“If a Category 5 financial storm comes, you better have a plan,” warns Steve Chapman, VP and portfolio manager at Weiss Capital Management, a Palm Beach Gardens, Florida, RIA firm that emerged from the 2008 economic storm not only unscathed but with net asset growth. The firm has seen a 22% increase in net assets since December 2008 and a 37% increase in gross assets so far this year. Due to his Florida location, Chapman knows a thing or two about storm preparation. “You can’t invent the plan in the middle of the storm,” he says. “Instead, you keep the plan on the sidelines until you need it.”
While many advisory firms hunkered down and waited out the 2008 storm, top firms like Weiss Capital began revamping their businesses to meet the changing needs of the marketplace–and positioning themselves to take advantage of the recovery. The firm–which manages investment assets of individuals, pension plans, trust accounts, charitable organizations, foundations, and investment companies–utilizes a business plan, but also remains nimble in order to effectively deal with the changing nature of both the industry and of compliance requirements. “Our investment philosophy allows for flexibility and dynamic decision-making,” says Sharon Daniels, the firm’s president. The Nasdaq drop 10 years ago taught those in the industry many lessons. Weiss put a plan in place then–and, according to Daniels, “has had a decade to perfect that plan.” In 2008, therefore, Weiss didn’t need to make significant modifications to its business plan and product lineup. “We modified some strategies and techniques,” Chapman says, “but we were pretty ready for it.”
As the S&P 500 declined 37% in 2008, many advisors experienced decreased assets under management and declining revenues for the first time in six years. And while advisors as a whole weathered 2008′s market turmoil better than the overall stock market itself–losing only 12%, according to the 10th annual Rydex|SGI AdvisorBenchmarking RIA survey on which this article is based–some advisors like Weiss were not only able to survive but also thrive. WE2, Inc., for example–an RIA firm based in Houston that provides a range of advisory services from mutual fund wrap portfolios to unified managed accounts–raised $121 million in assets in 2008, and an additional $170 million from January to September 2009. Weiss and WE2 are two of what Rydex|SGI AdvisorBenchmarking terms “best practices”–those with AUM in excess of $155 million in 2008, a top-line growth rate higher than 20%, profits in excess of $300,000, and a practice that offered at least four services (two of which were investment management and financial planning).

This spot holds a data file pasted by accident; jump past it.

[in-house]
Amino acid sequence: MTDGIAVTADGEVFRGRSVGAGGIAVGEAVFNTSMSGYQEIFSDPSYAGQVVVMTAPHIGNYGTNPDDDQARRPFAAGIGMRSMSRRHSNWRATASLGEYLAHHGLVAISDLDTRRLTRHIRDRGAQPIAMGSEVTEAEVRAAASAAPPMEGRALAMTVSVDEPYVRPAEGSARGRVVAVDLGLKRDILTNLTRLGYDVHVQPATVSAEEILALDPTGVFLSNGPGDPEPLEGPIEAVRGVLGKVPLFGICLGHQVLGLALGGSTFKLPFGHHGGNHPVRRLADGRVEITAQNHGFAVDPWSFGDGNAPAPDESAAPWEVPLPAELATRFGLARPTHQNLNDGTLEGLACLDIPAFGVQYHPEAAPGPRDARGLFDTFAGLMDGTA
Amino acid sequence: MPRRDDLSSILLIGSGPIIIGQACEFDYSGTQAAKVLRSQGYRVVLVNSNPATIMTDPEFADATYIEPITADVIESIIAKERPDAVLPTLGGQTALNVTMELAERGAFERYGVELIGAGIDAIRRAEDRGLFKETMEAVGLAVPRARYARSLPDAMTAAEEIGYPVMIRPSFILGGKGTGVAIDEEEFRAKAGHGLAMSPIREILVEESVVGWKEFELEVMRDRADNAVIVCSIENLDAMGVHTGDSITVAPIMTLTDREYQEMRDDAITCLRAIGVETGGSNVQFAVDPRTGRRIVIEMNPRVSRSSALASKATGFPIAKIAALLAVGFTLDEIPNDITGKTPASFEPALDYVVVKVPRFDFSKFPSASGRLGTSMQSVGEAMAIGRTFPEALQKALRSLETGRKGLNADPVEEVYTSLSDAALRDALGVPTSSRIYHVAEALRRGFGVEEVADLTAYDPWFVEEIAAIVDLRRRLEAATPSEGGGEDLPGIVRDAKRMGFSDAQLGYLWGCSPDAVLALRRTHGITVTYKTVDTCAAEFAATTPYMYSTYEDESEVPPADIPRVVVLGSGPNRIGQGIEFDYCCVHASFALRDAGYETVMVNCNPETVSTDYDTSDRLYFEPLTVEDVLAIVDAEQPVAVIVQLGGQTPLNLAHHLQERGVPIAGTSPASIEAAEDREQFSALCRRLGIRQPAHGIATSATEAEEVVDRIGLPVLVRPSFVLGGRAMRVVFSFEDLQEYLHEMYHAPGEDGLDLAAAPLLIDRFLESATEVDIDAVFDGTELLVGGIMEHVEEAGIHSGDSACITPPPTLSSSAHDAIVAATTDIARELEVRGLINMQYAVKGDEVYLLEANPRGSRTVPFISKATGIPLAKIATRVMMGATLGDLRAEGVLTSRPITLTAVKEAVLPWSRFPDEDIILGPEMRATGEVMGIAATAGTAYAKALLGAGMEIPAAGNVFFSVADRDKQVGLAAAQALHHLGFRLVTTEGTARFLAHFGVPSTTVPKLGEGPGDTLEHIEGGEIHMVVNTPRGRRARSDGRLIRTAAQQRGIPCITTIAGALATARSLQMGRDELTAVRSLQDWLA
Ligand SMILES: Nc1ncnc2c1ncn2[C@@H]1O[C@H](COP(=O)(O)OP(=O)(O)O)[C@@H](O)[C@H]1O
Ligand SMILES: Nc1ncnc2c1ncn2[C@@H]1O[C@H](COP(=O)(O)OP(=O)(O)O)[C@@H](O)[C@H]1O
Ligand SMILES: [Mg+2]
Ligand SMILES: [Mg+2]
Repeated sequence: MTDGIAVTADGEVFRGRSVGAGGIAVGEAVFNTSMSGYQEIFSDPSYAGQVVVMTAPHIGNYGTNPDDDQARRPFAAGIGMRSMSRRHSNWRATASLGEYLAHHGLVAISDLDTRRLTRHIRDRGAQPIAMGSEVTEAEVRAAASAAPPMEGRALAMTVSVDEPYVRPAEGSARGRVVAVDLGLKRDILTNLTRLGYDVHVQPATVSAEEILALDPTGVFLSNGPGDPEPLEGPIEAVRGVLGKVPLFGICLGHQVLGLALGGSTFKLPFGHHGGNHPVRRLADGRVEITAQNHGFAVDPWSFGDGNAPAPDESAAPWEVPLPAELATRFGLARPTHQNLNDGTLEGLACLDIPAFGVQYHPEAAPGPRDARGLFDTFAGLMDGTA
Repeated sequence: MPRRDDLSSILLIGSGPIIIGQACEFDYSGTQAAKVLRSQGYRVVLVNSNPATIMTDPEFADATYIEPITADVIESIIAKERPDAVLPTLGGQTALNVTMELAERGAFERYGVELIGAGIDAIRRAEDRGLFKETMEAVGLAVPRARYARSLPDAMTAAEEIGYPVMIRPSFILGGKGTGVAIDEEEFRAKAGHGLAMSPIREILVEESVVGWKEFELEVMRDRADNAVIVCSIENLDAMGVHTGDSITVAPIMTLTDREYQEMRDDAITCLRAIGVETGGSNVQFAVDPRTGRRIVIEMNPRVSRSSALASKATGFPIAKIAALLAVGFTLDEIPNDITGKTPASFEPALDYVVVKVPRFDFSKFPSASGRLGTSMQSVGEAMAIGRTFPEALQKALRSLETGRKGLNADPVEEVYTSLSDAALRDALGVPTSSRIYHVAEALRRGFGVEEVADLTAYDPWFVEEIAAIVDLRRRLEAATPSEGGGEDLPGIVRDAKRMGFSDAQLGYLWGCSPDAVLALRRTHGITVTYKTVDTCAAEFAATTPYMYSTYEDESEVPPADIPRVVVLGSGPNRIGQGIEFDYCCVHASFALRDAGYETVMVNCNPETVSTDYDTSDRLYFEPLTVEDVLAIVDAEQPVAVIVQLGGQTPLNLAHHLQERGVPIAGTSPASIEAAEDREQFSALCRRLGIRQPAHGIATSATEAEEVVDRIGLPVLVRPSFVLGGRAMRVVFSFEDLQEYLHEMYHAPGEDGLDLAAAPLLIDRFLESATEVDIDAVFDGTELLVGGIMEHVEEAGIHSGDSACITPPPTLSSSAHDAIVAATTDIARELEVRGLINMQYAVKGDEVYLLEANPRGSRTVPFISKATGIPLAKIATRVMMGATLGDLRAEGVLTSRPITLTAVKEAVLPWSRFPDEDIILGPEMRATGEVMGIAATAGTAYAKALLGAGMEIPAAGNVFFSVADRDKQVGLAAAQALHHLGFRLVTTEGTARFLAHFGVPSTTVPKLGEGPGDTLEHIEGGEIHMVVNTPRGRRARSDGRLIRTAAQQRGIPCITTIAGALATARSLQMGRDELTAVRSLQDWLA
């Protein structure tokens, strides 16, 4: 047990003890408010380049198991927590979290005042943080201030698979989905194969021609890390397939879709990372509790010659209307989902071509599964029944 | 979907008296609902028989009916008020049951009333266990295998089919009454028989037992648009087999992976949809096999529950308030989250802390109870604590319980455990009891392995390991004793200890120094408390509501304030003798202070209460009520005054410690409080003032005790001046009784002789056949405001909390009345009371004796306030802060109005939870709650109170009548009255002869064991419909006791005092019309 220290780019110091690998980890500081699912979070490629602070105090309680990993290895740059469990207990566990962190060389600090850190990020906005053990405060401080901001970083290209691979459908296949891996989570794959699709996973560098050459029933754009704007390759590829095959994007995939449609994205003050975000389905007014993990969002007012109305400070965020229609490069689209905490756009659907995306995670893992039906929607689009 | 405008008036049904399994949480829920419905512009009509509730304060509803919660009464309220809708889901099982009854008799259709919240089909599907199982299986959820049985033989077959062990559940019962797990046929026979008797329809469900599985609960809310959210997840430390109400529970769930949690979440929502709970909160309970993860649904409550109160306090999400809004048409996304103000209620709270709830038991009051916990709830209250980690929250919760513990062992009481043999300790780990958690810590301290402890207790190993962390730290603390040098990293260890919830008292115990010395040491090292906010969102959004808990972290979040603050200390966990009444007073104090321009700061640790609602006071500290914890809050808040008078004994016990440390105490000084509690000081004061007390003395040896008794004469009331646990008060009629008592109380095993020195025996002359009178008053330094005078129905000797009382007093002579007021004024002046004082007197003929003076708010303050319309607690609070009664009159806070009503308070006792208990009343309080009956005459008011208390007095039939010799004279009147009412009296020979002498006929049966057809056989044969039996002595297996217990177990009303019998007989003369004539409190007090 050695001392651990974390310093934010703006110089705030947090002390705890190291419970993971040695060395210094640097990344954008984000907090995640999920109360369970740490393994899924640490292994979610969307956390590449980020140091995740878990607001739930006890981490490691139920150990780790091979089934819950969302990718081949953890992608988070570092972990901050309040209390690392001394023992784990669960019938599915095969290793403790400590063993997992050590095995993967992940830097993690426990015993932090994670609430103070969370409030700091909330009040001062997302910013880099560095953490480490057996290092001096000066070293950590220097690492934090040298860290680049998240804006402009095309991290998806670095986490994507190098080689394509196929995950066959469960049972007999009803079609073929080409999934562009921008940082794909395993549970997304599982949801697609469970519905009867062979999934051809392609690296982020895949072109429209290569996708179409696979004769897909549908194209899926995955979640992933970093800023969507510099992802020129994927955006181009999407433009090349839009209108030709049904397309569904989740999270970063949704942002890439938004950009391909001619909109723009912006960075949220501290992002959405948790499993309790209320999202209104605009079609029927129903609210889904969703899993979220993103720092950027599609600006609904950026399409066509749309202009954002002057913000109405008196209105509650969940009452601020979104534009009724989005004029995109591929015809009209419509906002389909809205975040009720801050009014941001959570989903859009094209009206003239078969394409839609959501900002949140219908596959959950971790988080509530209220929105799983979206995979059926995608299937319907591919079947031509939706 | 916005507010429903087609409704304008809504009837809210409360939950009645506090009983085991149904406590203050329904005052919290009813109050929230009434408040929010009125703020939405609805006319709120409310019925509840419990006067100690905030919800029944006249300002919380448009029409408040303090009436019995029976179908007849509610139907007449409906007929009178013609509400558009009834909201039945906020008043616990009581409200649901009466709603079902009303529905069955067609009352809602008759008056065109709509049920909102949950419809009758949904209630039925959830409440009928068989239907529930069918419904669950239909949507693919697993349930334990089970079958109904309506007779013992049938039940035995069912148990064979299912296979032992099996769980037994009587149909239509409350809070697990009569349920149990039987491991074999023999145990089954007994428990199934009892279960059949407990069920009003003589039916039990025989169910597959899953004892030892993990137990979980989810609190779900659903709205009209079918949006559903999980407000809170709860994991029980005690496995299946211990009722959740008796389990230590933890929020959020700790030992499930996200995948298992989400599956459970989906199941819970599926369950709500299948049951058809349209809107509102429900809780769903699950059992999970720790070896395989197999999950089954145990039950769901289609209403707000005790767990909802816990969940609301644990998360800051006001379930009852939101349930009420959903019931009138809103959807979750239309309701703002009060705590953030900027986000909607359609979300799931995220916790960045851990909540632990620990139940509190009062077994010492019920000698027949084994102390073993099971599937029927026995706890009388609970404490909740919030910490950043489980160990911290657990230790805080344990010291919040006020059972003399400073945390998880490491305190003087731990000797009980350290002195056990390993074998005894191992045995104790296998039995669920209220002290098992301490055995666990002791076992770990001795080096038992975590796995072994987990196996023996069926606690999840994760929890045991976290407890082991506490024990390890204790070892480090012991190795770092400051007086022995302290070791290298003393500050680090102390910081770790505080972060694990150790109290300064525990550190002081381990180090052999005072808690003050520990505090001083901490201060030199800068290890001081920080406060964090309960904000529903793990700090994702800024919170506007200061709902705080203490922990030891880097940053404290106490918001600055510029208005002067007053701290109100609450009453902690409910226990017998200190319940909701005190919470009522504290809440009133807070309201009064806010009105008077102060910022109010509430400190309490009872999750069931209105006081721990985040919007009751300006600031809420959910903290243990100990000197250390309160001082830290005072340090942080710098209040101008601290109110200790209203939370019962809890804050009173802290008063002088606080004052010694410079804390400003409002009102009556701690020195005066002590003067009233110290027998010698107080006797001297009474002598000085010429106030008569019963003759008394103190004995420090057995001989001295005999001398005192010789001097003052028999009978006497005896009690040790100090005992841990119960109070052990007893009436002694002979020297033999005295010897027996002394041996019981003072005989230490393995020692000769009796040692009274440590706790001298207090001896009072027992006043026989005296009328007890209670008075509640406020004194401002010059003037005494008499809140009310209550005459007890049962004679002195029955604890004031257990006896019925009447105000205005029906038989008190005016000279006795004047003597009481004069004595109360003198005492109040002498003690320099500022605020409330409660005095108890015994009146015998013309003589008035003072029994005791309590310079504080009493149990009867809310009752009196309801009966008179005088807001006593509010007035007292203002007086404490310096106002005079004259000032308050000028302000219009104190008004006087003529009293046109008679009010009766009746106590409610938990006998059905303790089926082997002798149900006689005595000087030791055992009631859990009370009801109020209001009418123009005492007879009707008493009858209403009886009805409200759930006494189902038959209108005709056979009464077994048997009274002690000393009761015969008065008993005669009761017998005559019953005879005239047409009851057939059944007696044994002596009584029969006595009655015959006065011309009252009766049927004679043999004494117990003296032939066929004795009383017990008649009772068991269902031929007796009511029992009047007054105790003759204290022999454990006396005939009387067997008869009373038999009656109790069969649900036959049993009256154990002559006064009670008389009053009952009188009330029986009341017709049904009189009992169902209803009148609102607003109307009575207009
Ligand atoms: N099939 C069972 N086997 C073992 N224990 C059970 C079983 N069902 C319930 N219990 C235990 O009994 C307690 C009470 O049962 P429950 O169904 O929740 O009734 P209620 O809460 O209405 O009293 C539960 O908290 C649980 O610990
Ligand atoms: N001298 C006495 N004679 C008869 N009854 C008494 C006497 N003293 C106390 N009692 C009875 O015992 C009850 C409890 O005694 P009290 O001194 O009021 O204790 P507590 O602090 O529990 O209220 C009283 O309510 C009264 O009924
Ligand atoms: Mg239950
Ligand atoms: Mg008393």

How did these practices flourish during a cantankerous, to put it mildly, 2008? By using best practices in three areas: operations, client services, and marketing. We believe that 2008 is an extreme example of what types of activities and behaviors separate the best advisory firms from the rest. When the markets are stabilizing, as they are now, it’s the perfect opportunity to create a plan for all environments. Advisors who take the time now to prepare and who follow these best business practices will be able to secure their businesses before other storms strike–and position themselves to succeed in any market.
When it comes to managing expenses, best practices do a better job than average advisory firms–and they reinvest more in their practices. A case in point is c5 Wealth Management in Great Falls, Virginia. Paul Bennett, managing partner at the firm, says c5 recently renegotiated its lease back to 2004 levels. “On the pension side,” he says, “we have also decreased our expenses by 50% by purchasing a third party administrator in January 2008.” PCL Administrators, Inc.–a wholly owned subsidiary of c5 Wealth Management that provides TPA services to retirement plans, primarily profit sharing plans and 401(k)s–”provides each client with the appropriate plan documents, processes the necessary IRS filings, performs cross-testing and manages compliance services,” Bennett says. This purchase has enabled c5 to market to a “closed audience,” he says, and has helped the firm operate more efficiently.